A tedious, pretentious sequel to “The End of Something” cloaked in the three-day blow’s vaguely biblical connotations of a break between past and future, Nick Adams, annoyingly referred to as “Wemedge” by his friend Bill–and by Hemingway’s friends in his actual life–talks literature, booze and Marge with Bill as they talk of getting drunk more than they actually do get drunk. The story ostensibly reflects Nick’s uncertainty about his break-up with Marge, but not without a good dose of misogyny in the mouth of Bill:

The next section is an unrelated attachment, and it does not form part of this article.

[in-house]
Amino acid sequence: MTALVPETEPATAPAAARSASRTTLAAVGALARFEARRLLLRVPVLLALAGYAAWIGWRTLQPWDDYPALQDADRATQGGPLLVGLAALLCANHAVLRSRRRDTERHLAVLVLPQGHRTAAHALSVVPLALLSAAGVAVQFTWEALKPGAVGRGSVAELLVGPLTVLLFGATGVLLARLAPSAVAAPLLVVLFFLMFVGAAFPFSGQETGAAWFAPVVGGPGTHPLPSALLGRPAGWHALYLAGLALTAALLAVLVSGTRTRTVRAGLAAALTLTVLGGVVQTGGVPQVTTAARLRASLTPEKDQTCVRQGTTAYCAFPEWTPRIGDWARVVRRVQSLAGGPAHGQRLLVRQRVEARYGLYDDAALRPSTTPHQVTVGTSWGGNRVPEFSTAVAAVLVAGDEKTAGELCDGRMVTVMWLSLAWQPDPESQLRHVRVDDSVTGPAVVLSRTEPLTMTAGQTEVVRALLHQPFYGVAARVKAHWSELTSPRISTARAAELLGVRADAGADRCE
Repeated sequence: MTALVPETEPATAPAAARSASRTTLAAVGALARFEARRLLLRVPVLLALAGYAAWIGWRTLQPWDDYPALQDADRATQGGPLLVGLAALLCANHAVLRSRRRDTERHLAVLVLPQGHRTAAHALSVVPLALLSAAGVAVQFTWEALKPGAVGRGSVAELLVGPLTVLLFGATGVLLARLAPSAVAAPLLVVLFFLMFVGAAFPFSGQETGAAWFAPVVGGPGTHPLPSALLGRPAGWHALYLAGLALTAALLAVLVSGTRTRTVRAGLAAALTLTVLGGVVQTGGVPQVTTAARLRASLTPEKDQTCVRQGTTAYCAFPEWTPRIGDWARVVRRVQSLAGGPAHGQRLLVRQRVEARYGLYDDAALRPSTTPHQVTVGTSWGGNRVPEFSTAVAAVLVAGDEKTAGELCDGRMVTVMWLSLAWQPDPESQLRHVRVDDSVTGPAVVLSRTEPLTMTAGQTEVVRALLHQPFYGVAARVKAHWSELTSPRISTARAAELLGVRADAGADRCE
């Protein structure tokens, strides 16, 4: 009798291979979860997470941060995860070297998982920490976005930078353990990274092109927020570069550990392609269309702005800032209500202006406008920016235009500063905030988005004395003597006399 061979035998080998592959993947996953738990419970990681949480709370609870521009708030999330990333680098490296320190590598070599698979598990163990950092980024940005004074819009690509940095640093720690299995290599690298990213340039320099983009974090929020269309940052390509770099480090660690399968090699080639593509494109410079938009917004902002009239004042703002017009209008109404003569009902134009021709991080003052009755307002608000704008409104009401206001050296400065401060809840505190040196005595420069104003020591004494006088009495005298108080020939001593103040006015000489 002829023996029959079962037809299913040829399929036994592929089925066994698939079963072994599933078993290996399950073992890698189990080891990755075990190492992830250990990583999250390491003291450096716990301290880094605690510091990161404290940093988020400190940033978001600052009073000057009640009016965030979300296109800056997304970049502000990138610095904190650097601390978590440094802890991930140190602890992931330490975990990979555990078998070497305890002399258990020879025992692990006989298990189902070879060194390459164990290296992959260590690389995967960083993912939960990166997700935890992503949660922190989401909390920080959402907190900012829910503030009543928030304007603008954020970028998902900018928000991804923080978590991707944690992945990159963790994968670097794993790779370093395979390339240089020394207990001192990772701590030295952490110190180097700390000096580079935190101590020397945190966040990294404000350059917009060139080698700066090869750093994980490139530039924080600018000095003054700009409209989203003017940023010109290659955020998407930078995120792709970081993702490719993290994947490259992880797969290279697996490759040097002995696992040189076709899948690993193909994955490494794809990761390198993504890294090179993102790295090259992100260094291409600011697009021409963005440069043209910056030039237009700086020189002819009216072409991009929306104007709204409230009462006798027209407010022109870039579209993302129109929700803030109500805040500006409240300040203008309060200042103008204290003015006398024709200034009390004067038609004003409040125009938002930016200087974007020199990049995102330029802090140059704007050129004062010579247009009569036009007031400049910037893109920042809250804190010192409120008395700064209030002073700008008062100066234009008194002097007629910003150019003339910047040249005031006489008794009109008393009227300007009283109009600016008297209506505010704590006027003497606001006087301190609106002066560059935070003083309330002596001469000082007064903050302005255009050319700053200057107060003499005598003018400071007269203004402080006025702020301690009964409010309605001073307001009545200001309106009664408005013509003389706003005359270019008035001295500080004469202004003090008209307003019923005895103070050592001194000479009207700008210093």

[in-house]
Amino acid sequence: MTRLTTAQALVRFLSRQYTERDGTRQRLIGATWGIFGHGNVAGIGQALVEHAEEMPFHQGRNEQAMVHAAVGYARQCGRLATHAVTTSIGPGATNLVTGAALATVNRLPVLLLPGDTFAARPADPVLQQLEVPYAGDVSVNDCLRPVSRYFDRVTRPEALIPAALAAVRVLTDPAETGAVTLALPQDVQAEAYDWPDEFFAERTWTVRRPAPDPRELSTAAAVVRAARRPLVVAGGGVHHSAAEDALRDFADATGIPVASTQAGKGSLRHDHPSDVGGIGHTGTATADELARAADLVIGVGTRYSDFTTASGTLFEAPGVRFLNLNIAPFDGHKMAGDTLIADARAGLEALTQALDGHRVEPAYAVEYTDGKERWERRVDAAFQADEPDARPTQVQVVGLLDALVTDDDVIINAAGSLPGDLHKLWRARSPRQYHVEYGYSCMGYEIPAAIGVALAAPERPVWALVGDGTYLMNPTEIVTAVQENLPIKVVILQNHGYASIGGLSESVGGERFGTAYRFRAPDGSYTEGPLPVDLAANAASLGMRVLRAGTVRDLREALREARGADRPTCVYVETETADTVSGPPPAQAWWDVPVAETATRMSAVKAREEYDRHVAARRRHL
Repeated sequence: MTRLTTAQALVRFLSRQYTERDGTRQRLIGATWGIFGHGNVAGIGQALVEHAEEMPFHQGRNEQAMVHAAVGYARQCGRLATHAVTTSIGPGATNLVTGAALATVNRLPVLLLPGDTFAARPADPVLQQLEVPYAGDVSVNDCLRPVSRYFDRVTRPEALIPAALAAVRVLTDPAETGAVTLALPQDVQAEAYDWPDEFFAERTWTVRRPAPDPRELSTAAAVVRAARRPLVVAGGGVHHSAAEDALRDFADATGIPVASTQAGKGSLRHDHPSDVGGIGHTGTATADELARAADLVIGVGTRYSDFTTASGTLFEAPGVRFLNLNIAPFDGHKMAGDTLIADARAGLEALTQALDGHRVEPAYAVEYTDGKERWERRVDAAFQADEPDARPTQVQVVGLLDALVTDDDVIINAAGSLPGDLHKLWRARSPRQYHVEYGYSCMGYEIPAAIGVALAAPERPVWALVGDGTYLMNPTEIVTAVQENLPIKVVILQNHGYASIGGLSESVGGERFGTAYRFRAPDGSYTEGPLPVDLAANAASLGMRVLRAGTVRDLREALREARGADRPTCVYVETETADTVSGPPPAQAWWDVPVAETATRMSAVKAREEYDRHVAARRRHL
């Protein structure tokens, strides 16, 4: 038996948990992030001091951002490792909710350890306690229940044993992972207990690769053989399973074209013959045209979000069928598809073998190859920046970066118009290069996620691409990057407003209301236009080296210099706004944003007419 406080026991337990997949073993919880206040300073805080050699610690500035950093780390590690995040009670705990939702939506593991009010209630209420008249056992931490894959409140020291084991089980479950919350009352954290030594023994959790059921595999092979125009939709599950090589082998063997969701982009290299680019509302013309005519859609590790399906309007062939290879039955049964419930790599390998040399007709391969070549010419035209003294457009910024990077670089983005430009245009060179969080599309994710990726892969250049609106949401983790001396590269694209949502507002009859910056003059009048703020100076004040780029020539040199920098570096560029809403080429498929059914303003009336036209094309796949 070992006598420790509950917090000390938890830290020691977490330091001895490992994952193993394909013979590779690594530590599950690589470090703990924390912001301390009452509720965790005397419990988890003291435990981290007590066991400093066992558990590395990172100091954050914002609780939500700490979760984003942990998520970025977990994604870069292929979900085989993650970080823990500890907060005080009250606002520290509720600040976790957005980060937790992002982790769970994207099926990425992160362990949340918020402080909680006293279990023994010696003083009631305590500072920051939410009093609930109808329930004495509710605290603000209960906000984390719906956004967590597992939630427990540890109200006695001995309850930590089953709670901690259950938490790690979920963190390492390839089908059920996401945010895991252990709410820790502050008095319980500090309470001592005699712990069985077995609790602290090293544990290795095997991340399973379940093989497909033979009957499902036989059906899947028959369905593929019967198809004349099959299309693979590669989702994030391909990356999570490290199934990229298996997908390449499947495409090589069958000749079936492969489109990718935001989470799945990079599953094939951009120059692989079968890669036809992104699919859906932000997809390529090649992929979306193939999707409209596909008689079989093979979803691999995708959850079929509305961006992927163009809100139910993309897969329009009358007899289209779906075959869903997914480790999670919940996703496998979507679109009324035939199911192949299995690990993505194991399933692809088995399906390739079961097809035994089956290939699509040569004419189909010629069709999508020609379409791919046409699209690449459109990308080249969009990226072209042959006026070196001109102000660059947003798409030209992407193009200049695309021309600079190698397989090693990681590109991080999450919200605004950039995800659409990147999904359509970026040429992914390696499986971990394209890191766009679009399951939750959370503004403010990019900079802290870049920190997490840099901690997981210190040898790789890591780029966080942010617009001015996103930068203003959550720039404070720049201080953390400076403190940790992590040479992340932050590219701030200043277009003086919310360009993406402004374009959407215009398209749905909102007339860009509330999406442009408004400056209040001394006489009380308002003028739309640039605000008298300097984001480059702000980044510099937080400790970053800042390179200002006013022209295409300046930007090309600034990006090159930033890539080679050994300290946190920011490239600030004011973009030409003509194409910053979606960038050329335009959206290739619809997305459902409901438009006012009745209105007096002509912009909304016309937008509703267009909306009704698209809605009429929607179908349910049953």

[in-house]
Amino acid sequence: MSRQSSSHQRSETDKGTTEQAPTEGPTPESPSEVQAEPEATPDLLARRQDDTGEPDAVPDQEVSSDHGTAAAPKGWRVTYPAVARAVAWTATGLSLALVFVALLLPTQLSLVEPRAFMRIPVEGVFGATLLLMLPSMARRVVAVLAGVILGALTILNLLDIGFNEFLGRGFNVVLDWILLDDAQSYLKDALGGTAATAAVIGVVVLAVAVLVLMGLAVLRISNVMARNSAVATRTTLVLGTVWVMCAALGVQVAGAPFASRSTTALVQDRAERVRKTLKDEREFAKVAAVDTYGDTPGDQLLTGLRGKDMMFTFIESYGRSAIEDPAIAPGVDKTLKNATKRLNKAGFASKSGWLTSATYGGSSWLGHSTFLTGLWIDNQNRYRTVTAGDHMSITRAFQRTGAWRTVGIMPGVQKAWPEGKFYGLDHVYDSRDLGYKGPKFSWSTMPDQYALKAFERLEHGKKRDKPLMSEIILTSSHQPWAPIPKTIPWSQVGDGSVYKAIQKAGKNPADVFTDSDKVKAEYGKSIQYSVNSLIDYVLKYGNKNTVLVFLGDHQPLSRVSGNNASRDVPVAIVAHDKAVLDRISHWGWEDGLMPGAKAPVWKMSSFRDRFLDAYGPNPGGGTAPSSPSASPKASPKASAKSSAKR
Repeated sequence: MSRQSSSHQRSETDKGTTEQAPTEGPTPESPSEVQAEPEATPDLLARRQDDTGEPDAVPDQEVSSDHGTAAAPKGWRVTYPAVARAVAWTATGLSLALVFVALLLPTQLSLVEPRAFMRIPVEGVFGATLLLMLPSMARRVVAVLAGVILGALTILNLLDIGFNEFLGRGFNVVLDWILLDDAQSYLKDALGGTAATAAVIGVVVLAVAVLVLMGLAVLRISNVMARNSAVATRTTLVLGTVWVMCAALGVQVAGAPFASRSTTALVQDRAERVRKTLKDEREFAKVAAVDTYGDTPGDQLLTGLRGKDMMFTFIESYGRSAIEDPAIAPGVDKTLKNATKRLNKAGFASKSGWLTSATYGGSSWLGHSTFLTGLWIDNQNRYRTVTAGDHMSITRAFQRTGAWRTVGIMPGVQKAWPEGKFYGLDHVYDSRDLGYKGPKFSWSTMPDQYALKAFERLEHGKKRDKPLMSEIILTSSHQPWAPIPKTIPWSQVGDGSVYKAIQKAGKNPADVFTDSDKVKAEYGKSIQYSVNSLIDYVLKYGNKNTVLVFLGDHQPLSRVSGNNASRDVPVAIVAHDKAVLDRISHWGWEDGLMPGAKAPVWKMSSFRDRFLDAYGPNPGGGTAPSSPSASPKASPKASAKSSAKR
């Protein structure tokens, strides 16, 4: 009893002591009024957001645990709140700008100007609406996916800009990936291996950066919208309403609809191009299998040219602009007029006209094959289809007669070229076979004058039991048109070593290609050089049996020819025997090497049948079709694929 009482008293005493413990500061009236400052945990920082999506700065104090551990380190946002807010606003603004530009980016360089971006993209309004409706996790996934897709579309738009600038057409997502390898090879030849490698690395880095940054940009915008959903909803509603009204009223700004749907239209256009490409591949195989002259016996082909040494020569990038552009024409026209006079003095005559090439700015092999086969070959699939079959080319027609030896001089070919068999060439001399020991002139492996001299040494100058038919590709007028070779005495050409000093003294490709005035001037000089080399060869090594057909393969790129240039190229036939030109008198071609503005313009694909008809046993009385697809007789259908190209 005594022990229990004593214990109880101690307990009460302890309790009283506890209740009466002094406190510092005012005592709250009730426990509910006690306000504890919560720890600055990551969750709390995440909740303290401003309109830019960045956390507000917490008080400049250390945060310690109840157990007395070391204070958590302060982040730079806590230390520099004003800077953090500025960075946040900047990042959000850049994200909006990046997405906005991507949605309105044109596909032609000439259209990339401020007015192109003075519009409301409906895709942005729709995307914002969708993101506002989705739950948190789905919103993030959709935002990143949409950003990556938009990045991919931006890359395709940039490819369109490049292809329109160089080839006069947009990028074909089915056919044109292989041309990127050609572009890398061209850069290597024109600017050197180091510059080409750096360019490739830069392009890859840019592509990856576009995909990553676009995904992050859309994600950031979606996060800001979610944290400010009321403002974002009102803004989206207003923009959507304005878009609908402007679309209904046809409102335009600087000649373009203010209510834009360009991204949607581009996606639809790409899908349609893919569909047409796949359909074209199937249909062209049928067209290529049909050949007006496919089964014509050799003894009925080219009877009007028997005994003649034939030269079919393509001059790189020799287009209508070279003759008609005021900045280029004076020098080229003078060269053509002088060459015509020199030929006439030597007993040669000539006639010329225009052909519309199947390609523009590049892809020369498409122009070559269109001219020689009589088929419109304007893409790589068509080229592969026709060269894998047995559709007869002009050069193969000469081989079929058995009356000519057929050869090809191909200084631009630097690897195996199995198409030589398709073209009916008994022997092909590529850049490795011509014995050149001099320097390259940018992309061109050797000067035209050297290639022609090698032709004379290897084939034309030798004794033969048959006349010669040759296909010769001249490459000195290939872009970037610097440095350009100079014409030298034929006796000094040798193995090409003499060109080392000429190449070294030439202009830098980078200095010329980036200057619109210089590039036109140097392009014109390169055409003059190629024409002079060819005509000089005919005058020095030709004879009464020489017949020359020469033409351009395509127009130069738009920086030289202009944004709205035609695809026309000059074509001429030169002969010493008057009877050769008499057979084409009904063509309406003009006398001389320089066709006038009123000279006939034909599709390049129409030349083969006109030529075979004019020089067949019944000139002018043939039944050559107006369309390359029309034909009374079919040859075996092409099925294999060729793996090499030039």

“Once a man’s married he’s absolutely bitched,” Bill went on. “He hasn’t got anything more. Nothing. Not a damn thing. He’s done for. You’ve seen the guys that get married.”
Nick said nothing.
“You can tell them,” Bill said. “They get this sort of fat married look. They’re done for.”
“Sure,” said Nick.
Nick doesn’t want to talk about it but keeps talking about it. The dialogue is that clipped Nick-Adams-Stories type, mostly circular, a good pastiche of Hemingway.